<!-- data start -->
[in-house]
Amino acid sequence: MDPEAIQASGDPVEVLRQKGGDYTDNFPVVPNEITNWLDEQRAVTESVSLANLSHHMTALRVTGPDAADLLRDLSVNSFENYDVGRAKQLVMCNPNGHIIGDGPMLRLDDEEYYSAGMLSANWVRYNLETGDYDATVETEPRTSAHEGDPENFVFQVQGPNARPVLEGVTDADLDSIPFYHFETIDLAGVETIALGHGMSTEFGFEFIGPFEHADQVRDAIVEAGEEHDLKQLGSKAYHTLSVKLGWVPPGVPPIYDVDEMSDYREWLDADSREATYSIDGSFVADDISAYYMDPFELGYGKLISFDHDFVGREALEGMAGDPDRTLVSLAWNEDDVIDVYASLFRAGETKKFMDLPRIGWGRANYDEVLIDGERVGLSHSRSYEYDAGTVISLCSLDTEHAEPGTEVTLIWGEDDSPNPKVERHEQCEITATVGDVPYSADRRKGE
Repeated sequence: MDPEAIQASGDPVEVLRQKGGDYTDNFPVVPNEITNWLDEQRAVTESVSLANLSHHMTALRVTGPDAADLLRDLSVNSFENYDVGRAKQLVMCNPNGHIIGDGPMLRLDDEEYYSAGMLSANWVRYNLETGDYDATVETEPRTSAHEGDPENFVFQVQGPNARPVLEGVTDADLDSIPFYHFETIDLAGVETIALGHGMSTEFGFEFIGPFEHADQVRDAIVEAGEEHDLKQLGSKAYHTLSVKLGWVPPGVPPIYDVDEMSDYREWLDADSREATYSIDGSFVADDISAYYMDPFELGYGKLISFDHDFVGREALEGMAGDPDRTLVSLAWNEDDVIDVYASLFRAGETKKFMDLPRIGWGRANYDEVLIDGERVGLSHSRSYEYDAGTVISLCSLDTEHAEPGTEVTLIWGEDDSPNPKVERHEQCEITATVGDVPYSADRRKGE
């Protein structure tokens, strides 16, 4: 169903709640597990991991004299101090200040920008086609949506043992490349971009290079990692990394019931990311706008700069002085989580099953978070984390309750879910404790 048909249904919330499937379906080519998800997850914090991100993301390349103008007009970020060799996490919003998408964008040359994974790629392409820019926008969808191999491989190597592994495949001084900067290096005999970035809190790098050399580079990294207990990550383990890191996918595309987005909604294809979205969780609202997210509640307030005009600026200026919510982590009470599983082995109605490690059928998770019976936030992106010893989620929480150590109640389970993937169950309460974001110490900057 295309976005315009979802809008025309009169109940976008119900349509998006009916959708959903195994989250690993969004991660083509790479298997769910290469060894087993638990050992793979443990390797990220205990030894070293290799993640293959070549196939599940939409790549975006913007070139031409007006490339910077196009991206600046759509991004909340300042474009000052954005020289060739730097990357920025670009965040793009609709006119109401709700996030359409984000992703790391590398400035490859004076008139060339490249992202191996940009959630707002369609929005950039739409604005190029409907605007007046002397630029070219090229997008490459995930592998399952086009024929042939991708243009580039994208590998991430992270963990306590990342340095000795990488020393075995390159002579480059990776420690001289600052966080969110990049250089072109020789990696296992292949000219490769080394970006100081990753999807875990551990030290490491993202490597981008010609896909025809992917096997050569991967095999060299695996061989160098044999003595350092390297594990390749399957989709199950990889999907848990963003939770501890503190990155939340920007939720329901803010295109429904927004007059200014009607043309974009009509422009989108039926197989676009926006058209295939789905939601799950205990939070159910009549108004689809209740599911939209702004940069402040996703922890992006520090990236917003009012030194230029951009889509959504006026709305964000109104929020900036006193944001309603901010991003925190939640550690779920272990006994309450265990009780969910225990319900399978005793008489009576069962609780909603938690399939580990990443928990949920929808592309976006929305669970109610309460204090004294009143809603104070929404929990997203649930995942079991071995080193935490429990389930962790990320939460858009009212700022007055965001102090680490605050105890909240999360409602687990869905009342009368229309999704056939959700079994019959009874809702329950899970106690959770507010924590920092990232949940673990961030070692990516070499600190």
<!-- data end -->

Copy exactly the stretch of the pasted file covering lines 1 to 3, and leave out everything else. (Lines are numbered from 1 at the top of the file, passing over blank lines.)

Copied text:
[in-house]
Amino acid sequence: MDPEAIQASGDPVEVLRQKGGDYTDNFPVVPNEITNWLDEQRAVTESVSLANLSHHMTALRVTGPDAADLLRDLSVNSFENYDVGRAKQLVMCNPNGHIIGDGPMLRLDDEEYYSAGMLSANWVRYNLETGDYDATVETEPRTSAHEGDPENFVFQVQGPNARPVLEGVTDADLDSIPFYHFETIDLAGVETIALGHGMSTEFGFEFIGPFEHADQVRDAIVEAGEEHDLKQLGSKAYHTLSVKLGWVPPGVPPIYDVDEMSDYREWLDADSREATYSIDGSFVADDISAYYMDPFELGYGKLISFDHDFVGREALEGMAGDPDRTLVSLAWNEDDVIDVYASLFRAGETKKFMDLPRIGWGRANYDEVLIDGERVGLSHSRSYEYDAGTVISLCSLDTEHAEPGTEVTLIWGEDDSPNPKVERHEQCEITATVGDVPYSADRRKGE
Repeated sequence: MDPEAIQASGDPVEVLRQKGGDYTDNFPVVPNEITNWLDEQRAVTESVSLANLSHHMTALRVTGPDAADLLRDLSVNSFENYDVGRAKQLVMCNPNGHIIGDGPMLRLDDEEYYSAGMLSANWVRYNLETGDYDATVETEPRTSAHEGDPENFVFQVQGPNARPVLEGVTDADLDSIPFYHFETIDLAGVETIALGHGMSTEFGFEFIGPFEHADQVRDAIVEAGEEHDLKQLGSKAYHTLSVKLGWVPPGVPPIYDVDEMSDYREWLDADSREATYSIDGSFVADDISAYYMDPFELGYGKLISFDHDFVGREALEGMAGDPDRTLVSLAWNEDDVIDVYASLFRAGETKKFMDLPRIGWGRANYDEVLIDGERVGLSHSRSYEYDAGTVISLCSLDTEHAEPGTEVTLIWGEDDSPNPKVERHEQCEITATVGDVPYSADRRKGE